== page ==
In Milwaukee, there are often many nonprofit organizations that have the same goal but do not necessarily work together.
That’s when UEDA, which stands for the Urban Economic Development Association of Wisconsin, steps in.
It brings organizations together to move the dial on change in Milwaukee and provides them with the help to get funding and sustain their projects.
An example: the Milwaukee Rental Housing Resource Center.
UEDA was instrumental in getting this collaboration of agencies together to provide people housing assistance.
“UEDA was the original convening agency for the Rental Housing Resource Center,” said Deborah Heffner, the former housing strategy director for Community Advocates. “It still acts as the convening agency.”
Heffner said UEDA also handles fundraising and administration for the organization and acts as a fiscal agent for several of its grants.
“It’s helpful to have a group that’s not a direct service provider facilitating meetings because they are able to see the big picture and understand the systematic issues and dynamic,” she said.
UEDA has been doing such work since 1997.
Bill Johnson, the former executive director of UEDA, said helping people come together can be challenging, but it’s the best way for UEDA’s small team to make an impact.
“When you’re responsible for creating a collaborative, you have to assure everyone involved that they’ll be able to get their interest met,” he said. “But getting people to give up their self-interest and focus on the task of the group as a whole is hard.”
The group works with corporations, nonprofits, foundations, governmental departments, small businesses, students and individuals who are interested in making meaningful change in Wisconsin.
Finding a common goal
UEDA focuses on three major points: collaboration, capacity building and facilitating connections.
Kristi Luzar, the executive director of UEDA, said the group helps put collaboratives together, acting as a mediator between groups then it steps back.
But in some cases, such as the Rental Housing Resource Center, it stays involved if needed.
“Sometimes it takes it a little longer for groups to see one another’s perspective and work toward a common goal,” Luzar said.
In the case of the Rental Housing Resource Center, UEDA was tasked with getting people who would usually work against one another, like attorneys that defend property owners and attorneys that defend tenants, to reach a common goal.
UEDA also provides technical assistance to nonprofits in the community and economic development sector to help strengthen their ability to have the resources to do a project and increase impact.
This work, according to Luzar, started in the early 2000s when UEDA developed its expertise as a U.S. Department of Housing and Urban Development technical assistance provider before becoming active in financial literacy and lending issues.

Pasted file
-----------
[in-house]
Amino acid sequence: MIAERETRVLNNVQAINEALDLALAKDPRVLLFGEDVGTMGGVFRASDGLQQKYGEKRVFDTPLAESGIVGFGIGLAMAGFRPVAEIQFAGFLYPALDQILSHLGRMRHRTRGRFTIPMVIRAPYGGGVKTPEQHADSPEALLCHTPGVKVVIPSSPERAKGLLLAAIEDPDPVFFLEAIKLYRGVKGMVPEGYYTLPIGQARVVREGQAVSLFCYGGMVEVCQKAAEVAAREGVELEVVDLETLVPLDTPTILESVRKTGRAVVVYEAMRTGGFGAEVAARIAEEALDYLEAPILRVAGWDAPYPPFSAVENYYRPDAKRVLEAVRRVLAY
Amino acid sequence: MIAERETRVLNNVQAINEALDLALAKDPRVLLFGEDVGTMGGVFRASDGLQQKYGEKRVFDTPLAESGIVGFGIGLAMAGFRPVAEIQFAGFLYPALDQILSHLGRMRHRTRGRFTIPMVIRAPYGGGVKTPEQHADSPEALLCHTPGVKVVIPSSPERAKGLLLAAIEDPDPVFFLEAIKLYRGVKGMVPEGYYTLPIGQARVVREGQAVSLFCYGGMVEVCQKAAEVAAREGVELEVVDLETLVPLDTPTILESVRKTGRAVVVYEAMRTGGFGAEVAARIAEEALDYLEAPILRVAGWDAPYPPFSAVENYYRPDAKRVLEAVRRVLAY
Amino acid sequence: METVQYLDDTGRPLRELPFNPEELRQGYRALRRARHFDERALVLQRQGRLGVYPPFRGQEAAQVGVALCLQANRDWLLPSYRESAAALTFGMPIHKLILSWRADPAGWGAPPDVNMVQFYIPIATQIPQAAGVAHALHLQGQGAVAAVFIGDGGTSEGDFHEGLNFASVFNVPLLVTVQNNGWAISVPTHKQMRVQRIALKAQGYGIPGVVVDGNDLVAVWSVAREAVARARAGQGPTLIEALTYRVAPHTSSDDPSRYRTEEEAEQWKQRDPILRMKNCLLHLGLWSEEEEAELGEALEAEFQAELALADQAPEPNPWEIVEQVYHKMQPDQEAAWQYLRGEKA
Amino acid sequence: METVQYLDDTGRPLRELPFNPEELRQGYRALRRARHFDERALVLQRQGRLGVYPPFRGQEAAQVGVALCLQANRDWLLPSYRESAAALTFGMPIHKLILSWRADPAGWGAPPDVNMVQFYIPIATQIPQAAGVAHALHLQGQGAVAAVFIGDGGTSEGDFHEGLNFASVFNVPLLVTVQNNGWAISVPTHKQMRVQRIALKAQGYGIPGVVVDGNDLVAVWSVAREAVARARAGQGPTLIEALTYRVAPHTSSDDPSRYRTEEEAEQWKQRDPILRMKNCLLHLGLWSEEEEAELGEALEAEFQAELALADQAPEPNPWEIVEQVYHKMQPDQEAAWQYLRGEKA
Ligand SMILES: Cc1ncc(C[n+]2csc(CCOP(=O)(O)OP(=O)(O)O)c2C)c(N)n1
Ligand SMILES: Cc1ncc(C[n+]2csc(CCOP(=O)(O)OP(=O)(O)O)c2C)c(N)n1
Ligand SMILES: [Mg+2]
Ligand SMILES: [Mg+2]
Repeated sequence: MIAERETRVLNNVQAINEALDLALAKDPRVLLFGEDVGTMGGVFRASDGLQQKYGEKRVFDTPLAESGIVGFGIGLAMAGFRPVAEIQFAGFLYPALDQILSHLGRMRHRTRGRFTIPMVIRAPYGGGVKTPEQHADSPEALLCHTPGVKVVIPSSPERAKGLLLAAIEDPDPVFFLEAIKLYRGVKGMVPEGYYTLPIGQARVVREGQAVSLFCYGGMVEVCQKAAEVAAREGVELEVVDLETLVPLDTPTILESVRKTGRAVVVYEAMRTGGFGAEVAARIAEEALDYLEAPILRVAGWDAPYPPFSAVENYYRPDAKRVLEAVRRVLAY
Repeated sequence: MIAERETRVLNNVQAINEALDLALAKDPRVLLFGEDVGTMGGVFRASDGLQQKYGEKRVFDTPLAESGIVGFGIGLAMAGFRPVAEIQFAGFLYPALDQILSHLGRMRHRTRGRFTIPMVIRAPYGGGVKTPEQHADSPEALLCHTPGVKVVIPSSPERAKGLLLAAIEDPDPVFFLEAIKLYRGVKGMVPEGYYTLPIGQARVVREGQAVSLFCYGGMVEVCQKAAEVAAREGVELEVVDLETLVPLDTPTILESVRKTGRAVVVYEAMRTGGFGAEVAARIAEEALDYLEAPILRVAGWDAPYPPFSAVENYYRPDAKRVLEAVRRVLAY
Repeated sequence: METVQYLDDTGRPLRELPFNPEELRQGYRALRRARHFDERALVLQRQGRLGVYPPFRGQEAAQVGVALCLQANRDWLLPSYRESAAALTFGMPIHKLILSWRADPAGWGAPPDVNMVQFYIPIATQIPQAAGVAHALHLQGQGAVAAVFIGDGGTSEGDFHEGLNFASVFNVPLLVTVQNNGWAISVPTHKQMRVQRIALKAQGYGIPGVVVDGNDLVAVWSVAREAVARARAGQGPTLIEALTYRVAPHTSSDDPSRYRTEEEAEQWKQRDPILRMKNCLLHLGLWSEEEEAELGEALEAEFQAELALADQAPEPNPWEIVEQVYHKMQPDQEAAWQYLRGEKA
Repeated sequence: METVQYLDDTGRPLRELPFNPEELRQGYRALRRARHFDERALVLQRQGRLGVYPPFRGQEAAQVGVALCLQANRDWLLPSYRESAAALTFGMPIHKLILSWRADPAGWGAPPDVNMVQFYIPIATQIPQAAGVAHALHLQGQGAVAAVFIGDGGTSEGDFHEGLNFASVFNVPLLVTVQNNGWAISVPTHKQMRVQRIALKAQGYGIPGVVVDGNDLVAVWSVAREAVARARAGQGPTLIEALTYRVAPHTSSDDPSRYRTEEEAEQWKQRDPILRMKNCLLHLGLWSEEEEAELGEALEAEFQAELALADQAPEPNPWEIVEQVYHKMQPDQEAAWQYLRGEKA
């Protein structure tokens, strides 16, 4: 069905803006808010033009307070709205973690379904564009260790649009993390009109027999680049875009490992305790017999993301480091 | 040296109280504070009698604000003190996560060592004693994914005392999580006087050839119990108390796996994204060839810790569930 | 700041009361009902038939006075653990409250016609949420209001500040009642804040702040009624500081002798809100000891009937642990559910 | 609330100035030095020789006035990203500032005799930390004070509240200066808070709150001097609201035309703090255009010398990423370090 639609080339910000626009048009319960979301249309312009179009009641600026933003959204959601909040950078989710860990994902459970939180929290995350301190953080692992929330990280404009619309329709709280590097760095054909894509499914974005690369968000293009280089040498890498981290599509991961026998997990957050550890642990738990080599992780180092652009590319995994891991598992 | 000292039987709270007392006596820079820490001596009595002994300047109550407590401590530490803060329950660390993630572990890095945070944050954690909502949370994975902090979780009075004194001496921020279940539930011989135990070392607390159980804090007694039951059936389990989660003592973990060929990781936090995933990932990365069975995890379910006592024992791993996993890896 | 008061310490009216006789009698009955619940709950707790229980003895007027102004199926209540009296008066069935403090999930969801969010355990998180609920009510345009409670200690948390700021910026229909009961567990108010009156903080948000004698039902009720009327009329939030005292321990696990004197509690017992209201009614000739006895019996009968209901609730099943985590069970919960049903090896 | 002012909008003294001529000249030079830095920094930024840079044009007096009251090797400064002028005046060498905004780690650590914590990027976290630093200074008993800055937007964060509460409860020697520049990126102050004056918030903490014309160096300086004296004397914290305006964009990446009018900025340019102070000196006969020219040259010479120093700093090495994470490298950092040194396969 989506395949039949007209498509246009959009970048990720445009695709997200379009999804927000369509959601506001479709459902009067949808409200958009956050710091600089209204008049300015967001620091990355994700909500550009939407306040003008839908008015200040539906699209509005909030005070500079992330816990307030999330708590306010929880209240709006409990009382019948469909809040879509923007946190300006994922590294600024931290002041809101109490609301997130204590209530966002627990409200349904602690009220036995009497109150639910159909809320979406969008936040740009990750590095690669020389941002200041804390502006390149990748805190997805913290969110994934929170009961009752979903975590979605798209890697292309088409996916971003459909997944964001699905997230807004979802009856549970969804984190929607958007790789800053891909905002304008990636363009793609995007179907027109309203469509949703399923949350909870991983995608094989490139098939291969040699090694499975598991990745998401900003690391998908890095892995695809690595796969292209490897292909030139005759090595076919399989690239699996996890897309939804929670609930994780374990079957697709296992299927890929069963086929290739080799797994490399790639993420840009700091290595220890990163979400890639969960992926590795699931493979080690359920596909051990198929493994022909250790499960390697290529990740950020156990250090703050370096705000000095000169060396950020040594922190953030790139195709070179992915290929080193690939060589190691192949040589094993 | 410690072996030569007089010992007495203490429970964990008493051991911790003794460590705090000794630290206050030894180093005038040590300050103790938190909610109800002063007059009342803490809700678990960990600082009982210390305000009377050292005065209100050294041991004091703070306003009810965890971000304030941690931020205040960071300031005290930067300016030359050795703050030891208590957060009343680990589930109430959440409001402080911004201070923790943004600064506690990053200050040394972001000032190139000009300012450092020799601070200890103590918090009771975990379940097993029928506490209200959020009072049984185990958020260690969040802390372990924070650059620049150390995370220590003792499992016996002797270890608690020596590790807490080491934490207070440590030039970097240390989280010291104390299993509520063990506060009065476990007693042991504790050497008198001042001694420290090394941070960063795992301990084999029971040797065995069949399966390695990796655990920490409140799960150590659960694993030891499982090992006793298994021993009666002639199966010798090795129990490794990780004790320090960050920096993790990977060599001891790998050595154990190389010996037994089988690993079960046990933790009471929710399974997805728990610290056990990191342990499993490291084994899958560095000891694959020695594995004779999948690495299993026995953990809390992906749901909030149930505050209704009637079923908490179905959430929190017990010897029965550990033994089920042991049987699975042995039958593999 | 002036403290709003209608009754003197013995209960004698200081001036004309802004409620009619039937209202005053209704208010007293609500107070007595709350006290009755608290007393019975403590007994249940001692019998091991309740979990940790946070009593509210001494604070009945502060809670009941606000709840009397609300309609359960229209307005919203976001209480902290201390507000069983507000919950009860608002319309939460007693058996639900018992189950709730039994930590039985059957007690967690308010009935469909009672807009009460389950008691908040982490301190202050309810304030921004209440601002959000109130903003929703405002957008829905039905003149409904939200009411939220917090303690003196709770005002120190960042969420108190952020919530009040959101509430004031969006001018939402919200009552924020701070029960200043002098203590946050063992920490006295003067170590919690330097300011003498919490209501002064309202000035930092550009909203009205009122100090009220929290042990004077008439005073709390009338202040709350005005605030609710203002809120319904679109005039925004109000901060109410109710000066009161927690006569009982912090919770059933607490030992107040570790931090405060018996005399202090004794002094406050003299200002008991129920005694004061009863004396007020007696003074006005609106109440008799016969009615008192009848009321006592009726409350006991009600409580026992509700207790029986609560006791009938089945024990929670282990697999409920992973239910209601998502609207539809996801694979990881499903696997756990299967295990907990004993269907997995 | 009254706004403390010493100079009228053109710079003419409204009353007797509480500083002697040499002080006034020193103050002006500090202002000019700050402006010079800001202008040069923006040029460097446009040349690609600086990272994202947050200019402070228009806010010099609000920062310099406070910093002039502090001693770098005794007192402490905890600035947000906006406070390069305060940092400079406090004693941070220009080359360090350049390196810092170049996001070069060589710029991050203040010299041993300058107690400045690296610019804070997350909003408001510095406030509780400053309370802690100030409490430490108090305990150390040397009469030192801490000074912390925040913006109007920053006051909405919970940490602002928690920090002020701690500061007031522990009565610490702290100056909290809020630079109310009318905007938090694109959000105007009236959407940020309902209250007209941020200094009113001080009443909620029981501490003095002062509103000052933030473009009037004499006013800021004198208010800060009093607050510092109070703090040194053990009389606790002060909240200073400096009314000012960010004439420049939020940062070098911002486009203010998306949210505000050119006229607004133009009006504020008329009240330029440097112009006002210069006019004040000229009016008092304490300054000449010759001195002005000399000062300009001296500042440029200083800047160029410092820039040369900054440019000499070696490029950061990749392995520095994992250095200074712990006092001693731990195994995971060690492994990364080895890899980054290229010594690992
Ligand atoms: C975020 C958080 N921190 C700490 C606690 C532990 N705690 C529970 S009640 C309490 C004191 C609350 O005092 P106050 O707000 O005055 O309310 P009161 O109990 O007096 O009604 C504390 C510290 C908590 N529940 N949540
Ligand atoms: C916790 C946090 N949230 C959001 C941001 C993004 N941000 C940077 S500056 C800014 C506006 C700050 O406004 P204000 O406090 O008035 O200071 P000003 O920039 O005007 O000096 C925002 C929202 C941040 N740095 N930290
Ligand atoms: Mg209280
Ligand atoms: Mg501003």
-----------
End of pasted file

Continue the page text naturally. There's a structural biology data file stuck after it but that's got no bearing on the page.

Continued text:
“So sometimes we just act as a fiscal provider for partners or initiatives,” Luzar said. “But sometimes its helping people wade through long and different processes or just basic administrative stuff that they may not understand. It’s just a lot of filling out forms.”
Another milestone: In 2017, UEDA formed Bank On Greater Milwaukee, which is a coalition of programs and services that ensure residents have the opportunity to be financially healthy.
In addition, UEDA hosts networking events and provides opportunities for shared learning.
Though it has grown since Johnson left, it’s still small, with only three full-time staffers and one part-time employee.
“When you do the work we do, you want to address everything you see,” said Bethany Sanchez, the senior administrator for Metro Milwaukee Fair Housing Council and former UEDA board member and current active partner. “So, it’s difficult to manage pots and know when to say no.”
Aside from its current work on the Milwaukee Rental Housing Resource Center, it works as a financial partner to the Kin Project, which spurs conversations to build cross-racial relationships, and the Milwaukee County Dine Out Program, which seeks to increase the number of minority-owned businesses under contract and diversify the menus and meals available to seniors.
Another of UEDA’s successes, said both Luzar and Johnson, is Take Root Milwaukee, a consortium of over 50 community organizations and stakeholders working to promote sustainable homeownership in the City of Milwaukee. Its members offer free or low-cost services to help residents buy, keep or fix a home.
“When you can get individual organizations to give up self-interest and speak and work for the whole collaborative, you’ve done a lot,” said Johnson. “That’s what UEDA does. They do a lot with a little to be able to create great change.”
For more information
To connect with UEDA, you can check out its website here.